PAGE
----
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Mr. Caplin [holding answer 9 December 2004]: Lord Lloyd published the report into his unofficial investigation into Gulf Veterans' Illnesses on 17 November and we have studied it carefully as we would do with any other relevant material. We are of the view that it contains no new substantive or scientific evidence to support its conclusions and recommendations. It also fails to take into account the large amount of either substantive or scientific written material provided by the Ministry of Defence to Lord Lloyd to help inform his investigation.
The report gives the impression that 6,000 veterans are suffering from ill health due to their service in the 199091 Gulf Conflict. We understand this refers to those veterans who have claimed a war pension. Although these veterans have served in the Gulf, many of the claims will be for disablements and illnesses unrelated to their Gulf service. The number of veterans in receipt of pensions or gratuities for unspecified, symptomatic Gulf-related illnesses is approximately 1,400, less than 3 per cent. of the personnel who served in the Gulf. Additionally, only some 100 claimants have failed to receive an award for Gulf-related illnesses, not the 272 stated by the Lloyd report. I announced on 29 November 2004, Official Report, column 354, that the MOD will investigate and review these cases that do relate to Gulf illness where these can be identified.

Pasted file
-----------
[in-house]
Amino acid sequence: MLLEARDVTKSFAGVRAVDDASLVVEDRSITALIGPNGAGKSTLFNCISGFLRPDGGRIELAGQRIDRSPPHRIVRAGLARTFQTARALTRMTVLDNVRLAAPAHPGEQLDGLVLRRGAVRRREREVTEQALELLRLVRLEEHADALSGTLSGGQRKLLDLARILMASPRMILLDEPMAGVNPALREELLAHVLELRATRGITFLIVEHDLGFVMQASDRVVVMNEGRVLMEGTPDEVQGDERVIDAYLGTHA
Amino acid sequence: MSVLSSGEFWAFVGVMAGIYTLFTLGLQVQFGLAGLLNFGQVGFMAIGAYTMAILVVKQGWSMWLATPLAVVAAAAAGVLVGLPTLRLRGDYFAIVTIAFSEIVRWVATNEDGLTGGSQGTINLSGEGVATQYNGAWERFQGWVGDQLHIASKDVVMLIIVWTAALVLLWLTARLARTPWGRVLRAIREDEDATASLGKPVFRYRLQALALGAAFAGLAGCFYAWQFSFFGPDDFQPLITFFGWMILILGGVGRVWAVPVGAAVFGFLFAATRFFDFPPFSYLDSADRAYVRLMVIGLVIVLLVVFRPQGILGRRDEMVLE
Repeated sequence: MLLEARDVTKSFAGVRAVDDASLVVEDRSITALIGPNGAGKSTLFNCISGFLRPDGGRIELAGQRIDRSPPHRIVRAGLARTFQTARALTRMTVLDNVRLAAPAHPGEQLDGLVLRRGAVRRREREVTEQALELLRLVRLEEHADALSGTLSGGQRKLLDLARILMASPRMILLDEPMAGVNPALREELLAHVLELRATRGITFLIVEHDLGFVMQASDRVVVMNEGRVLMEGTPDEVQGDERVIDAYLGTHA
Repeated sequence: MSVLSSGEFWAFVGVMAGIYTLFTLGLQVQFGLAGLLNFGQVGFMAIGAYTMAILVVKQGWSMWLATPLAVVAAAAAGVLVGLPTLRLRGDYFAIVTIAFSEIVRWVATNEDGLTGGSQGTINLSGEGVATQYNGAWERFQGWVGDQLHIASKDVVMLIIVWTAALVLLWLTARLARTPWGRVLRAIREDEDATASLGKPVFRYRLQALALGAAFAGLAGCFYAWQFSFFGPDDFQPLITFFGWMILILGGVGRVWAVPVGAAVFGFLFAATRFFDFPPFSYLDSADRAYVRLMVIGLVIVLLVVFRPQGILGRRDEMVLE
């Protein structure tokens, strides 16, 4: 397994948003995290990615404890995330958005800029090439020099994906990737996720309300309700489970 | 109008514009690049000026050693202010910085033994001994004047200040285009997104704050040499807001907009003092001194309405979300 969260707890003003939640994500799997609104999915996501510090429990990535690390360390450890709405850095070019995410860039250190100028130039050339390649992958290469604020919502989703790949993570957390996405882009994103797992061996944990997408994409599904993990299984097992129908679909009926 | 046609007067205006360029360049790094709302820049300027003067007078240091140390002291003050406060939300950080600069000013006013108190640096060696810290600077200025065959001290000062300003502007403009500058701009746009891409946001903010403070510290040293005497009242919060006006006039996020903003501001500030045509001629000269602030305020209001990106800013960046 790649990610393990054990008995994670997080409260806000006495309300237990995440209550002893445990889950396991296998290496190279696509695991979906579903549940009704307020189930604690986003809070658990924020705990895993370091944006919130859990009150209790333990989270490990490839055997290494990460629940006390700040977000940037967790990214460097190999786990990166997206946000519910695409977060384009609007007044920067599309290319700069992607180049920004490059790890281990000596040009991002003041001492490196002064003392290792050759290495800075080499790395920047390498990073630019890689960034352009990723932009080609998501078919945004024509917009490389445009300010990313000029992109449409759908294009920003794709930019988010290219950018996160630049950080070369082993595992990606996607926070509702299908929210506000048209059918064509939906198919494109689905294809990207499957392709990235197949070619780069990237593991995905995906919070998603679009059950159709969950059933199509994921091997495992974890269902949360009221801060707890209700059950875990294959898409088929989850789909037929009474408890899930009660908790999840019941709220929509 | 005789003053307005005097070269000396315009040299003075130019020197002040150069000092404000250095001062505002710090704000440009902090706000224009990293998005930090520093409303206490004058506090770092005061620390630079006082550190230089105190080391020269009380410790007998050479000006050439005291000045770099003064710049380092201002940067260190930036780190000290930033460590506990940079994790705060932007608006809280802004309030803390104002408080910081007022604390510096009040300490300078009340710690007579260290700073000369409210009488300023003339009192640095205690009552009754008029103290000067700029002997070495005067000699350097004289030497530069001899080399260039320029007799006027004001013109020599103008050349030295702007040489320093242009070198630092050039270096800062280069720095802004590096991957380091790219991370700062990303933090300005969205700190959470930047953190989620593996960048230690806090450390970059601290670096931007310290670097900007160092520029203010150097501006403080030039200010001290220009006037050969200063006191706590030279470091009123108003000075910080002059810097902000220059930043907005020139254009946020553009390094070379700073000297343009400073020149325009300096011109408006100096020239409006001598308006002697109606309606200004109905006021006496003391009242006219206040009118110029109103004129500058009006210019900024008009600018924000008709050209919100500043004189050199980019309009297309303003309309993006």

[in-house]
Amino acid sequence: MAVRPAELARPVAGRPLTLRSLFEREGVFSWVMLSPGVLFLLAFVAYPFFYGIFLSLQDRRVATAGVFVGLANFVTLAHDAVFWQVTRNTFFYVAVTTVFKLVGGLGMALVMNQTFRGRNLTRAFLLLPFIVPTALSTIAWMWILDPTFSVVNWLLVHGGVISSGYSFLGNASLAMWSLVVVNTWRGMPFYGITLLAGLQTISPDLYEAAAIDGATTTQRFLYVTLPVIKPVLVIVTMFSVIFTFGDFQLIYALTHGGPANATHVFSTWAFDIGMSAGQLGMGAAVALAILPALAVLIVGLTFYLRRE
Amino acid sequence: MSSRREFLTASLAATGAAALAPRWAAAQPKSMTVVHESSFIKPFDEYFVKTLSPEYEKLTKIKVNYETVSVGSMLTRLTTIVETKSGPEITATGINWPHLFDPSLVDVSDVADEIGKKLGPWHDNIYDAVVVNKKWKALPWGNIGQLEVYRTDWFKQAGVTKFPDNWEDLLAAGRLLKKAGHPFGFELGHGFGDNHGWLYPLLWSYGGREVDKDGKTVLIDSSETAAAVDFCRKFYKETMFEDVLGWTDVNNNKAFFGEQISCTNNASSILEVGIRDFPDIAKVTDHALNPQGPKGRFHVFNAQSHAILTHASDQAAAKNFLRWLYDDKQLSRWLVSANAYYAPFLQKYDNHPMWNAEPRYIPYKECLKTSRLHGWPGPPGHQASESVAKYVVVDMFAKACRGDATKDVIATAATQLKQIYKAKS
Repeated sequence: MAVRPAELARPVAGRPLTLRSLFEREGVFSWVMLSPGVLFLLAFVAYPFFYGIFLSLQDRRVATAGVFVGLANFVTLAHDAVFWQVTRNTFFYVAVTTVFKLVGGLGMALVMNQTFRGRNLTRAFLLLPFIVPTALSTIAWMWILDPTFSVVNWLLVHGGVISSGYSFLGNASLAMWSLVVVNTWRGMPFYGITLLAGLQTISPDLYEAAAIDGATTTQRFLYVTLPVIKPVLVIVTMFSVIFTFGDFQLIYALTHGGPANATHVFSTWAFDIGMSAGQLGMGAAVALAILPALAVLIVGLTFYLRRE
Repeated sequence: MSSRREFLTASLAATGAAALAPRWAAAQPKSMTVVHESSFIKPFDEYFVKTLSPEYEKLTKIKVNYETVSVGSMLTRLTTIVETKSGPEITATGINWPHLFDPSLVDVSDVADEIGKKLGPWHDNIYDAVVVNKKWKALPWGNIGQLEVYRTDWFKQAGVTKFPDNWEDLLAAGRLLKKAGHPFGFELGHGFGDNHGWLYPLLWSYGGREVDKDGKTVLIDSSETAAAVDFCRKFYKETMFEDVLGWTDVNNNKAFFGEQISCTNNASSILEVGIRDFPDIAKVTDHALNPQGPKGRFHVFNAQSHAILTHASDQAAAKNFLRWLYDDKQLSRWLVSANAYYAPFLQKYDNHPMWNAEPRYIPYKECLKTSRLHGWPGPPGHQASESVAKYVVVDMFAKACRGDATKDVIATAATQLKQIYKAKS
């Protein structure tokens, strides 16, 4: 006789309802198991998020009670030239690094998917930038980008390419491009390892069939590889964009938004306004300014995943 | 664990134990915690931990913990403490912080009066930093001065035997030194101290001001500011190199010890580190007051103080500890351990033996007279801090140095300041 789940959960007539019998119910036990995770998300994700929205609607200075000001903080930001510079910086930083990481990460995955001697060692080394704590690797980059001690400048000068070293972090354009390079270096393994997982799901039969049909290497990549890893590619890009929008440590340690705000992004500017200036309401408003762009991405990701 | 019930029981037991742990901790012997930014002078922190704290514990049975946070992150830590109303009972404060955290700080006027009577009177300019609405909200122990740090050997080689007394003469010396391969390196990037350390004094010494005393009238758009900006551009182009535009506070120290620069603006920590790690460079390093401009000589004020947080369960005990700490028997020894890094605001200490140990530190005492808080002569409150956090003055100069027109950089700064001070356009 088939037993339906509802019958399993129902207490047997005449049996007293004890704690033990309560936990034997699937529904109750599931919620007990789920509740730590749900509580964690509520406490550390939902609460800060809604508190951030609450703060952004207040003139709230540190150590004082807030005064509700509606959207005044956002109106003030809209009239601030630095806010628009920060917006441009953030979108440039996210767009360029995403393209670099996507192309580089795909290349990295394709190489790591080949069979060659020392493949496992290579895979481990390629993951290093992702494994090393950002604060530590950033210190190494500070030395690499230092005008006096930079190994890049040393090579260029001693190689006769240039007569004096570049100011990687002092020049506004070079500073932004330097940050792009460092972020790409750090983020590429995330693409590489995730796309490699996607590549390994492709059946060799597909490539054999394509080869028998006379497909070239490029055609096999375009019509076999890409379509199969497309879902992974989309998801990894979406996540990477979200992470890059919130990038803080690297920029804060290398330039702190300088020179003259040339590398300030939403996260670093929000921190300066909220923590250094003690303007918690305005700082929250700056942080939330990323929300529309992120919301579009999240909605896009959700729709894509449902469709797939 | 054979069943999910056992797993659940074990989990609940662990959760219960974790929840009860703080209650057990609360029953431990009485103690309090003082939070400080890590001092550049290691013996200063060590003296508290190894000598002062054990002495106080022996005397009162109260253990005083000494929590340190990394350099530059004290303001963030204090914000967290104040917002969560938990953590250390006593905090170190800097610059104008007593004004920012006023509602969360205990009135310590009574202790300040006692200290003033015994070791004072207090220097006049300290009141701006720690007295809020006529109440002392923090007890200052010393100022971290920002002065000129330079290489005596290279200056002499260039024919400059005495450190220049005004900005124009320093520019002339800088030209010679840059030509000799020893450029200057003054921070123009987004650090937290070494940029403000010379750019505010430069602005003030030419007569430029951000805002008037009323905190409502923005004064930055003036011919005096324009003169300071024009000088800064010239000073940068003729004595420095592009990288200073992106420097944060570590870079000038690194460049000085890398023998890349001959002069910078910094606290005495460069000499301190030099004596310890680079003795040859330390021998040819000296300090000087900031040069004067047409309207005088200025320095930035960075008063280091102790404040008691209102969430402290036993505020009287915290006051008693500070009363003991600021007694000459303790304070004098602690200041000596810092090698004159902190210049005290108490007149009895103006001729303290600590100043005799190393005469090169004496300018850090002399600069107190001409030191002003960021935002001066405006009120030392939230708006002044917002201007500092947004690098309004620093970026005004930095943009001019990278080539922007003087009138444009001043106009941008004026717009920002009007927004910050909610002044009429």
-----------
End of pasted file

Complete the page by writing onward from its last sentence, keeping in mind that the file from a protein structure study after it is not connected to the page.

We have been surprised by Lord Lloyd's refusal to disclose who sponsored and funded his investigation. This contrasts with Government policy of transparency and openness set out in our policy document "Gulf Veterans' Illnesses: A New Beginning", published in July 1997.
Mr. Peter Ainsworth:
To ask the Secretary of State for Defence what assessment he has made of the
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implications of the British Commonwealth Occupation Force National Council Report of 10 July 1998 for the health liability claims of British servicemen who served in the Pacific Region in the 1940s and 1950s; and if he will make a statement. 
Mr. Caplin [holding answer 6 December 2004]: The Ministry of Defence is examining files to establish whether or not consideration was given to the implications of the British Commonwealth Occupation Force National Council Report of 10 July 1998 for the health liability claims of British servicemen who served in the Pacific Region in the 1940s and 1950. I will write to the hon. Member once this examination is complete.
Regarding claims from servicemen consequent of their service in the Pacific under section 10 of the Crown Proceedings Act 1947. The British service personnel who served in the Pacific region in the 1940s and 1950s are prevented from pursuing claims for compensation from the Ministry of Defence. The repeal of section 10 by the Crown Proceedings (Armed Forces) Act 1987 was not made retrospective.
Compensation in the form of a War Pension Compensation is, however, available to all former members of HM forces suffering from service attributable illness or injury. War Pensions are paid by the Veterans Agency and are non-discretionary, not means-tested and are made on a no-fault, tax free and retrospective basis. They are up-rated annually. The Veterans Agency also makes provision for the widows of service and ex-service personnel whose death is attributable to service in the form of a War Widows Pension.